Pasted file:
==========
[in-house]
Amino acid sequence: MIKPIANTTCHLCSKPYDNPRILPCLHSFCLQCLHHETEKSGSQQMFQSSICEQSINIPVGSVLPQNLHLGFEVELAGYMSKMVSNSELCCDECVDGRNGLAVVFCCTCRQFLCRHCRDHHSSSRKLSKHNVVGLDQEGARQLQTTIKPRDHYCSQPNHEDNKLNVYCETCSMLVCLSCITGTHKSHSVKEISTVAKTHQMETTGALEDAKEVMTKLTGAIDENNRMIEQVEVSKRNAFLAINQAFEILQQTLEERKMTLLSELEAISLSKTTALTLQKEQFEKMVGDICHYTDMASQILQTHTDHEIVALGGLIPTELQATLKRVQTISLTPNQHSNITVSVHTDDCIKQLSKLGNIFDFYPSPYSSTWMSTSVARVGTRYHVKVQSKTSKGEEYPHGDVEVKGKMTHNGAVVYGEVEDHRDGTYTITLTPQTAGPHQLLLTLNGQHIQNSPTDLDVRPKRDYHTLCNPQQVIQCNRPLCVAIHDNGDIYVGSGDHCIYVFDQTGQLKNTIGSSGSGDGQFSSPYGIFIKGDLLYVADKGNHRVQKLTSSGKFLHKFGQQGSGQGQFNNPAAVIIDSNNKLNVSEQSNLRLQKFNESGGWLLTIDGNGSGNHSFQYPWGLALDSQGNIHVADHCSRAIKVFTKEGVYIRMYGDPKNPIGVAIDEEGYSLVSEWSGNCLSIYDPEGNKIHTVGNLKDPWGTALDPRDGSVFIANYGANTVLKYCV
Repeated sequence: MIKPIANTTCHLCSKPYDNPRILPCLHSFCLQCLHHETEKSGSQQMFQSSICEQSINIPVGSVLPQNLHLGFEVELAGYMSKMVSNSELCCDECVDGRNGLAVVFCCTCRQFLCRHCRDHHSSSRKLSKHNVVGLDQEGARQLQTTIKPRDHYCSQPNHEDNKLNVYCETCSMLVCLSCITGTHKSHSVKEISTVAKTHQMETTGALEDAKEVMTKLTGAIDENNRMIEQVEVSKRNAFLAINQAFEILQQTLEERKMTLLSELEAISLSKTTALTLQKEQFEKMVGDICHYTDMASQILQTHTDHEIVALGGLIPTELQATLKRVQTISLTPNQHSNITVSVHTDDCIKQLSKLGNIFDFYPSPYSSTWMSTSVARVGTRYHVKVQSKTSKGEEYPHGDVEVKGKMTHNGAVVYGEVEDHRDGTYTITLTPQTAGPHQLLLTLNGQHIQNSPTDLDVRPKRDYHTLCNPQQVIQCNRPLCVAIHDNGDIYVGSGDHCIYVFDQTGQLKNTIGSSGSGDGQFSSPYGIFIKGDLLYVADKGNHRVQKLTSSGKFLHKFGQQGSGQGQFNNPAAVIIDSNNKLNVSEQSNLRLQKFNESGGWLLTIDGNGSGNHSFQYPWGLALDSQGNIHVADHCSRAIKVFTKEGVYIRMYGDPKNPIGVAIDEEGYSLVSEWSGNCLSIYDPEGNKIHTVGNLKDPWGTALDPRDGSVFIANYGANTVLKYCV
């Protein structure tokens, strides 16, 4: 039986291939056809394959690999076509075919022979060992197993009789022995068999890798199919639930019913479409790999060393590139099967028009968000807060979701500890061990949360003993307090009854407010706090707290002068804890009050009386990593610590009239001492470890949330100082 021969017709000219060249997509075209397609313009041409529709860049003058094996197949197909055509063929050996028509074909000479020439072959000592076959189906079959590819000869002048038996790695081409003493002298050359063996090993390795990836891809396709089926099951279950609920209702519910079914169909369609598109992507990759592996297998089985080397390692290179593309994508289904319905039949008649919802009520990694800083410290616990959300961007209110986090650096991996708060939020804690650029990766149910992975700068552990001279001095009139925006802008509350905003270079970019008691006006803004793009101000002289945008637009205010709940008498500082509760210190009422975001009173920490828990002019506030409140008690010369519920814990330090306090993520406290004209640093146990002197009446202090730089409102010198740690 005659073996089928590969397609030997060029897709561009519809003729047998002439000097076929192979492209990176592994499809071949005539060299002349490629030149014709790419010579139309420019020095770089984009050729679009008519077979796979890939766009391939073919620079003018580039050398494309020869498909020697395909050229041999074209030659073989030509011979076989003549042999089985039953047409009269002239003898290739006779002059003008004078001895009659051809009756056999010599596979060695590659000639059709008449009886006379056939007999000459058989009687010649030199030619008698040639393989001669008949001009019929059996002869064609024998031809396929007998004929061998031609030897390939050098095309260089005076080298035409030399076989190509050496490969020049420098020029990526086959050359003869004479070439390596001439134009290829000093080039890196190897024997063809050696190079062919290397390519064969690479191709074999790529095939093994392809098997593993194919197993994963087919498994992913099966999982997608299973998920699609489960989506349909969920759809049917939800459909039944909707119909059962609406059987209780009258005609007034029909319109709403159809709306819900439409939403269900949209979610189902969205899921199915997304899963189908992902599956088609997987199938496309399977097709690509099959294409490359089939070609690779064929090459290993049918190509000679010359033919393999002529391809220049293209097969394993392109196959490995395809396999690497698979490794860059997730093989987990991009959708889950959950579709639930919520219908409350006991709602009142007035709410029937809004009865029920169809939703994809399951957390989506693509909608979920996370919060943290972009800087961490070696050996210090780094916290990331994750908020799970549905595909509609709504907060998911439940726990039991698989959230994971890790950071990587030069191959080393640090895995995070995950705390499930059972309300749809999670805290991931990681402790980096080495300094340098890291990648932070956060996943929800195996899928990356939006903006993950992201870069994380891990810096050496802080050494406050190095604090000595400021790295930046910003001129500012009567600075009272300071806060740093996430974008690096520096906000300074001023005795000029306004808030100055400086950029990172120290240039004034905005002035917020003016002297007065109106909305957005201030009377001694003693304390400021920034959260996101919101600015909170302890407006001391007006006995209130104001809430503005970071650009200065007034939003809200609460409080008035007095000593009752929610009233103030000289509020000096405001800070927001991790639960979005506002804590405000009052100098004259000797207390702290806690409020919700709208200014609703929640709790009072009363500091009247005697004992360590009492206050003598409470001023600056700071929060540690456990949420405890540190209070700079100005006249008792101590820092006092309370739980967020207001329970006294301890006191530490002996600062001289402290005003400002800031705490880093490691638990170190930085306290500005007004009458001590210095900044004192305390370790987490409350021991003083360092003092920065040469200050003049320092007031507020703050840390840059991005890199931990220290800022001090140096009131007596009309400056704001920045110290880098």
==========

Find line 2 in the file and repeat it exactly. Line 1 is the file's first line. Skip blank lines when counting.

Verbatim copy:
Amino acid sequence: MIKPIANTTCHLCSKPYDNPRILPCLHSFCLQCLHHETEKSGSQQMFQSSICEQSINIPVGSVLPQNLHLGFEVELAGYMSKMVSNSELCCDECVDGRNGLAVVFCCTCRQFLCRHCRDHHSSSRKLSKHNVVGLDQEGARQLQTTIKPRDHYCSQPNHEDNKLNVYCETCSMLVCLSCITGTHKSHSVKEISTVAKTHQMETTGALEDAKEVMTKLTGAIDENNRMIEQVEVSKRNAFLAINQAFEILQQTLEERKMTLLSELEAISLSKTTALTLQKEQFEKMVGDICHYTDMASQILQTHTDHEIVALGGLIPTELQATLKRVQTISLTPNQHSNITVSVHTDDCIKQLSKLGNIFDFYPSPYSSTWMSTSVARVGTRYHVKVQSKTSKGEEYPHGDVEVKGKMTHNGAVVYGEVEDHRDGTYTITLTPQTAGPHQLLLTLNGQHIQNSPTDLDVRPKRDYHTLCNPQQVIQCNRPLCVAIHDNGDIYVGSGDHCIYVFDQTGQLKNTIGSSGSGDGQFSSPYGIFIKGDLLYVADKGNHRVQKLTSSGKFLHKFGQQGSGQGQFNNPAAVIIDSNNKLNVSEQSNLRLQKFNESGGWLLTIDGNGSGNHSFQYPWGLALDSQGNIHVADHCSRAIKVFTKEGVYIRMYGDPKNPIGVAIDEEGYSLVSEWSGNCLSIYDPEGNKIHTVGNLKDPWGTALDPRDGSVFIANYGANTVLKYCV